# How do you use linear approximation to the square root function to estimate square roots sqrt 4.400?

Feb 1, 2017

66.33, nearly.

#### Explanation:

Using binomial expansion,

$\sqrt{{a}^{2} + b} = a {\left(1 + \frac{b}{a} ^ 2\right)}^{\frac{1}{2}} = a \left(1 + \frac{1}{2} \frac{b}{a} ^ 2\right)$, nearly.

Here, choose a = 66 and b = 44.

Now,

$\sqrt{4400} = \sqrt{{66}^{2} + 44} = \sqrt{{66}^{2} + 44} = 66 {\left(1 + \frac{44}{66} ^ 2\right)}^{\frac{1}{2}}$

$66 \left(1 + \frac{1}{2} \left(\frac{44}{66} ^ 2\right)\right) = 66 \left(1 + \frac{1}{198}\right) = 66 + \frac{1}{3} = 66.33$, nearly.

Note that the error is of order 66(1/198)^2=O(.002), nearly.

Feb 1, 2017

The linear approximation is a form of (or a way of thinking about) the equation of a tangent line.

#### Explanation:

For function, $f$, the linear approximation at $a$ is given by

$L \left(x\right) = f \left(a\right) + f ' \left(a\right) \left(x - a\right)$.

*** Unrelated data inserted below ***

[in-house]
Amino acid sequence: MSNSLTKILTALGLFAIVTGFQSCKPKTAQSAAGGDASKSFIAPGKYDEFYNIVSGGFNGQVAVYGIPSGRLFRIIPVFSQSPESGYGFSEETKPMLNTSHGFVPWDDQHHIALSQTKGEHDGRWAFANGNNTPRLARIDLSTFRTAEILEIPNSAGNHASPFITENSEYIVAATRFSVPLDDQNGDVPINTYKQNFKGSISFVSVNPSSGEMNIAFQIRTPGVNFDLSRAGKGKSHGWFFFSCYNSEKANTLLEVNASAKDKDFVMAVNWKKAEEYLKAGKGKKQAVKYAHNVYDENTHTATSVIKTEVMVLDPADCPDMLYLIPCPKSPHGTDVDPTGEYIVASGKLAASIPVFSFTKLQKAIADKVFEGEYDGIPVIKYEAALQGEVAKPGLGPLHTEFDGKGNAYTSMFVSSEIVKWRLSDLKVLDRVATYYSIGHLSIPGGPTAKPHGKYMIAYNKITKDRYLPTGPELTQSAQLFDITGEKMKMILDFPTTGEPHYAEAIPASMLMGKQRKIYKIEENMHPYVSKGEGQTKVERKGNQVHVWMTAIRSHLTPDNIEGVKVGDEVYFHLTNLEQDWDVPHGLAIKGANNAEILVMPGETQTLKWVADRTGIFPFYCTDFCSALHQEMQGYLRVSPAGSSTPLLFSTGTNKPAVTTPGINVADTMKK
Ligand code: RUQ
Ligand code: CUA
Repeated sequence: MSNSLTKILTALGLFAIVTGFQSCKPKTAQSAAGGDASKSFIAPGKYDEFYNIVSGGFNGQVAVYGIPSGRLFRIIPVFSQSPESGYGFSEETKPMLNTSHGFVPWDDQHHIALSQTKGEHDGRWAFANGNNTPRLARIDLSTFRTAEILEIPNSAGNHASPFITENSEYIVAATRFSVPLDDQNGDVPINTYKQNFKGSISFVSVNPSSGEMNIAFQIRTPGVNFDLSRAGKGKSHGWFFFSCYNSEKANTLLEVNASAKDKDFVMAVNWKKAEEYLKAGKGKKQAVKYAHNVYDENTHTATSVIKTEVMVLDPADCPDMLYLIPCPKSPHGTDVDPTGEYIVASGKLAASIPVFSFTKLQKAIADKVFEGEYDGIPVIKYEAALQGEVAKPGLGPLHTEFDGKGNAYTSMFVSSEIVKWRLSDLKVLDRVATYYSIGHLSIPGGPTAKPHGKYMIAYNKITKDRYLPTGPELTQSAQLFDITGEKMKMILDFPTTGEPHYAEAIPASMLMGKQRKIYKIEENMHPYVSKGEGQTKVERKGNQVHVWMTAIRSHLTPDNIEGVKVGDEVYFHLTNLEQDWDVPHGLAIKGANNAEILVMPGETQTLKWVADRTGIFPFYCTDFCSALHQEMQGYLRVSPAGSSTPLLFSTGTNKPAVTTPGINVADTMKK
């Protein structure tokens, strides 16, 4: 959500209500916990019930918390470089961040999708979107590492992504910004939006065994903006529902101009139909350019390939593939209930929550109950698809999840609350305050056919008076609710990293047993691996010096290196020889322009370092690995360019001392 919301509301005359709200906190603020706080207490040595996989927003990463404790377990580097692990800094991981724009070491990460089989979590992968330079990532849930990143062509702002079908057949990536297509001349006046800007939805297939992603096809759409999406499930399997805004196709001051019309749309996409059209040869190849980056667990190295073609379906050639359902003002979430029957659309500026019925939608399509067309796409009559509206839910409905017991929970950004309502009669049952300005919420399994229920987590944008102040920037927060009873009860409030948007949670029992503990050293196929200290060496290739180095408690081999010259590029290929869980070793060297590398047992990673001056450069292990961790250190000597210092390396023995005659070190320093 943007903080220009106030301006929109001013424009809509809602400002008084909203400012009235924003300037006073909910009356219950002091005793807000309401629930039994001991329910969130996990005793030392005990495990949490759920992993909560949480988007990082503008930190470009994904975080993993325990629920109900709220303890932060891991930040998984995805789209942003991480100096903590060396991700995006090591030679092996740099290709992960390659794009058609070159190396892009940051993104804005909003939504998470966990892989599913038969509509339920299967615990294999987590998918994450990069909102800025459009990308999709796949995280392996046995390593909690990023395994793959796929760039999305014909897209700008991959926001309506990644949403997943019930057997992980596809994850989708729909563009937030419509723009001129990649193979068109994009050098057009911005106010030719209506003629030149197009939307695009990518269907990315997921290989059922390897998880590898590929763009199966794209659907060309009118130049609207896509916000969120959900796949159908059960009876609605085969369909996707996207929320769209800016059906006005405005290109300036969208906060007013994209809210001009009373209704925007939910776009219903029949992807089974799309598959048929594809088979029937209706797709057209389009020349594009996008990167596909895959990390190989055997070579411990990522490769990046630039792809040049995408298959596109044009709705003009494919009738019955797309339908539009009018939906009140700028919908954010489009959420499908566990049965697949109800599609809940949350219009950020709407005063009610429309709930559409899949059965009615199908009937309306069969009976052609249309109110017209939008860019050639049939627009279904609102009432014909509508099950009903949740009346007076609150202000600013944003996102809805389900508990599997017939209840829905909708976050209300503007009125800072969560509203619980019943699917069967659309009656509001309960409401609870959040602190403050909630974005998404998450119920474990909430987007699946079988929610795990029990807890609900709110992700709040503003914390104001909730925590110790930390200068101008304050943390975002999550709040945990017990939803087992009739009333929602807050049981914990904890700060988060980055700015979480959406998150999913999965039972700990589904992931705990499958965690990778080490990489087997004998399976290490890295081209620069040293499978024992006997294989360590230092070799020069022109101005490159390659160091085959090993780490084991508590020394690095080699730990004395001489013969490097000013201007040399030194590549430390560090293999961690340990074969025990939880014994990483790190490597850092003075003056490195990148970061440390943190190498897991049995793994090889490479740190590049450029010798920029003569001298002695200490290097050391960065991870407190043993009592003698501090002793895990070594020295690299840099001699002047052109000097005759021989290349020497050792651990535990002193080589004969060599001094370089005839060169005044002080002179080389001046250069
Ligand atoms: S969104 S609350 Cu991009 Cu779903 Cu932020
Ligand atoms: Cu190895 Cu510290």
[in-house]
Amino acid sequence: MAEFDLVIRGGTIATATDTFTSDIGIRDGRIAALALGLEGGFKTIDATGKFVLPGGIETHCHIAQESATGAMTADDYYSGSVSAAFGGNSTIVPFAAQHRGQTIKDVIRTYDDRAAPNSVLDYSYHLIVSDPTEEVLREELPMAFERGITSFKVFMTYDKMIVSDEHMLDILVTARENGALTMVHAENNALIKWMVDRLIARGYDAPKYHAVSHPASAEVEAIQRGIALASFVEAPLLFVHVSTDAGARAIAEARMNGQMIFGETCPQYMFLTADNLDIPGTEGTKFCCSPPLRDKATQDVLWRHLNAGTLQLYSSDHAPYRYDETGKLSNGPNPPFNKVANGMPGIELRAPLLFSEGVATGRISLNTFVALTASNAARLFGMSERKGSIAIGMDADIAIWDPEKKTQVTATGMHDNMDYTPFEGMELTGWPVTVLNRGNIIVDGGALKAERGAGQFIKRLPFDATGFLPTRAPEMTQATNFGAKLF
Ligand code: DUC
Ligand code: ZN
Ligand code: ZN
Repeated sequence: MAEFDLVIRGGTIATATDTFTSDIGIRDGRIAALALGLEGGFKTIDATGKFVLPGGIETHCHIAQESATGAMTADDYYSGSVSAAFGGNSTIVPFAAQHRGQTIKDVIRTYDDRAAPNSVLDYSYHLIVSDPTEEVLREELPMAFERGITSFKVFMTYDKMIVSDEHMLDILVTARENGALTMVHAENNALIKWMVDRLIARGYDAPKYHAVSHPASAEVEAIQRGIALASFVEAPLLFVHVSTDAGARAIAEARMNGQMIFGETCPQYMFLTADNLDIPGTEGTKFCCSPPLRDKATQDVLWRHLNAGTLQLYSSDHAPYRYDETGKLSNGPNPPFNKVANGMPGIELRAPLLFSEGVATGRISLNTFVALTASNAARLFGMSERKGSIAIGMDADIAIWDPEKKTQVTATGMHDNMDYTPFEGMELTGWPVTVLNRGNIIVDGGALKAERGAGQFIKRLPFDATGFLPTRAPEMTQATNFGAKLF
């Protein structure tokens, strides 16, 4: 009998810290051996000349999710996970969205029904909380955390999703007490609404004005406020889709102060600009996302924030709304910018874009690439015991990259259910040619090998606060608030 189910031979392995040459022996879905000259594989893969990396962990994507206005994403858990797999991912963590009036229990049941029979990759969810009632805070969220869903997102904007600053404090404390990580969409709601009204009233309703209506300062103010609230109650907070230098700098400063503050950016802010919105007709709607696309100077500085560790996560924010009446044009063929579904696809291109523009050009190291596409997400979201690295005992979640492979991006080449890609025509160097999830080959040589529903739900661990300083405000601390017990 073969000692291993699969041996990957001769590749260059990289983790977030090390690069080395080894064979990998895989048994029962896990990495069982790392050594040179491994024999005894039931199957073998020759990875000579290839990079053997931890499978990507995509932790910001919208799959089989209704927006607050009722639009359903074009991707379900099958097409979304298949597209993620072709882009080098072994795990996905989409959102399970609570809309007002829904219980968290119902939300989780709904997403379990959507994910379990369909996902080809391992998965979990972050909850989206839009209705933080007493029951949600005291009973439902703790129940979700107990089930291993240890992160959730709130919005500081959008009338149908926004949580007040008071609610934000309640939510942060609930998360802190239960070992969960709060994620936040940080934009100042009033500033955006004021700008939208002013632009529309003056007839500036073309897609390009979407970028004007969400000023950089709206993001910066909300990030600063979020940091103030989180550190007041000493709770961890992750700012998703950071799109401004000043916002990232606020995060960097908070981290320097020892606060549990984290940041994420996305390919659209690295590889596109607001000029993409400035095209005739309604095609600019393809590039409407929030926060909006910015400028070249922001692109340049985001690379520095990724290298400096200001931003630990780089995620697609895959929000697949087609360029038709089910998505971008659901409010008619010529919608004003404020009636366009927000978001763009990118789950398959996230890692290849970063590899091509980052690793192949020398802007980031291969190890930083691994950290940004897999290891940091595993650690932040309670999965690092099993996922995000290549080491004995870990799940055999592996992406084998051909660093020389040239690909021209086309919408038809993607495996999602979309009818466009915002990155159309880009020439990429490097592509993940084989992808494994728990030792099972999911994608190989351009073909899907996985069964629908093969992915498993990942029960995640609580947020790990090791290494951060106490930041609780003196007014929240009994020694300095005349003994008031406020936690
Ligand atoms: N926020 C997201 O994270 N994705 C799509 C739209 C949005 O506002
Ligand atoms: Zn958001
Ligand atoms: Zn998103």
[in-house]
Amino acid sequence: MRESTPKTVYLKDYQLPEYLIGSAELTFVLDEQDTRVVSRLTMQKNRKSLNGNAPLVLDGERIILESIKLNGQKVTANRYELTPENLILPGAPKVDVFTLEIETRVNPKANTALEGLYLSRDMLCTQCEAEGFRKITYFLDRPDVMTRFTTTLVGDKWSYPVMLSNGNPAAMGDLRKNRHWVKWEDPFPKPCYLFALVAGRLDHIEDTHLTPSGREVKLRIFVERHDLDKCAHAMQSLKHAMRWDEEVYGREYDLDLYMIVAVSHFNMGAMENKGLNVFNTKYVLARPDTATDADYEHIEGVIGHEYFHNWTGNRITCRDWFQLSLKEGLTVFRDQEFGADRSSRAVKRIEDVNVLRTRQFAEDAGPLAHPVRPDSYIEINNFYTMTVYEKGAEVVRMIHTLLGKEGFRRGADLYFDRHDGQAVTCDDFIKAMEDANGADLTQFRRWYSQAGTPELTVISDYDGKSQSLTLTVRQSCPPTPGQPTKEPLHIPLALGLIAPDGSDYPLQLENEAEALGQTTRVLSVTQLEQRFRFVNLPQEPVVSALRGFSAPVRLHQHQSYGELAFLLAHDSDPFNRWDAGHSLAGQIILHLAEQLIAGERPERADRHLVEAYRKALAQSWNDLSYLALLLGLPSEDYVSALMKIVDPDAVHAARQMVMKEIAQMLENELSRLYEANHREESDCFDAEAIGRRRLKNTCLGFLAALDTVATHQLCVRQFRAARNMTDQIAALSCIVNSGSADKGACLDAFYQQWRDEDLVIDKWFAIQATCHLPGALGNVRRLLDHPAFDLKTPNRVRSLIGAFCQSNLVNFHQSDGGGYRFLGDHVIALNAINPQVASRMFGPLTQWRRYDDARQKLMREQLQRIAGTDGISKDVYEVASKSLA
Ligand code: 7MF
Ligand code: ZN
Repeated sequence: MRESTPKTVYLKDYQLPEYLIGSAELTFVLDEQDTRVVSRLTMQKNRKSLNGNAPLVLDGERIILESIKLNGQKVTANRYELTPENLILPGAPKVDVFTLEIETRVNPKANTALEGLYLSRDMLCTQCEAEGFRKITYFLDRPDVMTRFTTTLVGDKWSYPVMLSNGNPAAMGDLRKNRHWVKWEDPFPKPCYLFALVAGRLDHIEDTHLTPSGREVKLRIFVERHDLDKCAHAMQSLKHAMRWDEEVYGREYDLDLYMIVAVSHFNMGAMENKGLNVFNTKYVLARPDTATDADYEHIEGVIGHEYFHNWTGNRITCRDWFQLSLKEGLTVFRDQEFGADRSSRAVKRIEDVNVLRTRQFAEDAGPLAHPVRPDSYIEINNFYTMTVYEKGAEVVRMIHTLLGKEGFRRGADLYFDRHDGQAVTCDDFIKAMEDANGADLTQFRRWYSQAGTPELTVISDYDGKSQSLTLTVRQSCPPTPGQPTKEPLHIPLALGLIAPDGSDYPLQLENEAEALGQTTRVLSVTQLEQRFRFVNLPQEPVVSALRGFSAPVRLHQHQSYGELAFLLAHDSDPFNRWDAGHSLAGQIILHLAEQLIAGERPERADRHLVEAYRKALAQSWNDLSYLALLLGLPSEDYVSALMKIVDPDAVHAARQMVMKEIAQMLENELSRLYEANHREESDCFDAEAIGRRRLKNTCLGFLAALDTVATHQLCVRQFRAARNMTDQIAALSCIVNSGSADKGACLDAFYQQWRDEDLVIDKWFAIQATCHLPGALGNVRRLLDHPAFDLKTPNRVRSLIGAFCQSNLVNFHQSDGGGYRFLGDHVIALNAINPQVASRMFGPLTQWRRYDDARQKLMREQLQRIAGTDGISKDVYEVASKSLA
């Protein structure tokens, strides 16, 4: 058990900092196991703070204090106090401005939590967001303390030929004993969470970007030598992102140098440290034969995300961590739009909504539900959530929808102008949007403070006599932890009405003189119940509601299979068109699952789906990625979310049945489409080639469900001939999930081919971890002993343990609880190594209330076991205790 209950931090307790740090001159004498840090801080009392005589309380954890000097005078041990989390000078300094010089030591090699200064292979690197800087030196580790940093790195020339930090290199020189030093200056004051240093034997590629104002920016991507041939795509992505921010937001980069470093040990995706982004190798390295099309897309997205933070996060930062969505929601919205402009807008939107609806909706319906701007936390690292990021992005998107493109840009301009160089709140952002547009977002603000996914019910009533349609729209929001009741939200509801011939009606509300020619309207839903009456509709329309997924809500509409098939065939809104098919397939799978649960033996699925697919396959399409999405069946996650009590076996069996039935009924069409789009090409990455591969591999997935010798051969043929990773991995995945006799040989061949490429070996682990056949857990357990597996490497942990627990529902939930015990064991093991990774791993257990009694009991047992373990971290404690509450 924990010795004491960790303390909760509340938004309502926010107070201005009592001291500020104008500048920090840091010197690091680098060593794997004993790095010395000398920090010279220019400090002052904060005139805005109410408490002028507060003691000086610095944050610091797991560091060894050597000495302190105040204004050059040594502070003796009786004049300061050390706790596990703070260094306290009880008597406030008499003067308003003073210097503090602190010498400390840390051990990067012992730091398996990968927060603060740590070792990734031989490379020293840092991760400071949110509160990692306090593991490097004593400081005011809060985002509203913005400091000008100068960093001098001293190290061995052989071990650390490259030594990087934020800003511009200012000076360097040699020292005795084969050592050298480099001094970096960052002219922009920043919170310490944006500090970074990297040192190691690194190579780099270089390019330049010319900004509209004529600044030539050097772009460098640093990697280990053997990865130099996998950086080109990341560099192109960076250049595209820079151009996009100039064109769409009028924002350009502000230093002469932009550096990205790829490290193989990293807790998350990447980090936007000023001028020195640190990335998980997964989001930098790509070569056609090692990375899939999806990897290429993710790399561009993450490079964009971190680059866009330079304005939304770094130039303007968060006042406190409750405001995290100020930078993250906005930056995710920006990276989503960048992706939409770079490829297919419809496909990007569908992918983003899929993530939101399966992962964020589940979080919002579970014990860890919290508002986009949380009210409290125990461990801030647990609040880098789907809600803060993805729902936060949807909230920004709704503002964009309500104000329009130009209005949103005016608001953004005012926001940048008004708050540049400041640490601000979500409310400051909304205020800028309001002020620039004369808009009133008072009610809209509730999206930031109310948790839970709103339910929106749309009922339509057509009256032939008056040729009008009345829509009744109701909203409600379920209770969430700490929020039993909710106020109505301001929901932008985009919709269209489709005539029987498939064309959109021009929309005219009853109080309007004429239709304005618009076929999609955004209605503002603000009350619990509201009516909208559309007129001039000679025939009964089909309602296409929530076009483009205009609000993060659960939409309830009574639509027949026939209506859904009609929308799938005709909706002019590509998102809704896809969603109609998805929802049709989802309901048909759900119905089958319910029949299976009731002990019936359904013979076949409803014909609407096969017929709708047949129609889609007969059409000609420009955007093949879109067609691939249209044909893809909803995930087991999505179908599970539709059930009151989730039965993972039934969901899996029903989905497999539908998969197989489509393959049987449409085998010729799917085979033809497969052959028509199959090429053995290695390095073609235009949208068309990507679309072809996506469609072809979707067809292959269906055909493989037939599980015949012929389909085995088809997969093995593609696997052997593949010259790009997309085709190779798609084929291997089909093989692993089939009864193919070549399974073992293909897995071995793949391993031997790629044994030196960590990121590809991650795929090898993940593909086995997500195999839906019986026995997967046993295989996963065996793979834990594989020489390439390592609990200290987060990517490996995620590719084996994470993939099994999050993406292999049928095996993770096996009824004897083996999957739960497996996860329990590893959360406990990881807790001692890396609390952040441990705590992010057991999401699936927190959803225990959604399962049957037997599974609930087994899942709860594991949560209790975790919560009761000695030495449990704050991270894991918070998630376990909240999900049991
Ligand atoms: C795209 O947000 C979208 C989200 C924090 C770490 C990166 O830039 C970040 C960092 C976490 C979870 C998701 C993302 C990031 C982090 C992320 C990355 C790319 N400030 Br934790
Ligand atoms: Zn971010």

Note that the equation of the line tangent to the graph at $\left(a , f \left(a\right)\right)$ has slope $m = f ' \left(a\right)$ and it has point-slope equation

$y - f \left(a\right) = f ' \left(a\right) \left(x - a\right)$ Solving for $a$ gives us the linear approximation to $f$ at $a$.

We are not told what to use for $a$, but we want to eventually use $x = 4.4$.

We want $a$ to be a number "close to" 4.4 for which it is relatively easy to calculate $f \left(a\right)$.

In this case, we want a number close to $4.4$ whose square root is relatively easy to find.

The 'obvious' (once you see it) choice is $a = 4$.

So,

$f \left(x\right) = \sqrt{x}$ and $f \left(a\right) = f \left(4\right) = 2$.

$f ' \left(x\right) = \frac{1}{2 \sqrt{t} x}$ so $f ' \left(a\right) = f ' \left(4\right) = \frac{1}{4}$

$L \left(x\right) = 2 + \frac{1}{4} \left(x - 4\right)$.

And we finish with

$L \left(4.4\right) = 2 + \frac{1}{4} \left(4.4 - 4\right) = 2.1$

If there is a typo in the question

If the question should ask us to approximate $\sqrt{4 , 400}$ we should find a different $a$.

${60}^{2} = 3600$ and ${70}^{2} = 4900$ so, for a rough approximation, use $a = 70$.

A bit more arithmetic will show that

${66}^{2} = 4356$ and ${67}^{2} = 4489$.

Since $4356$ is close to $4400$, use $a = 4356$.

OR

To get a rough estimate use $\sqrt{4400} = \sqrt{4 \times 100 \times 11} = 20 \sqrt{11}$ and approximate $\sqrt{11}$ using $a = 9$.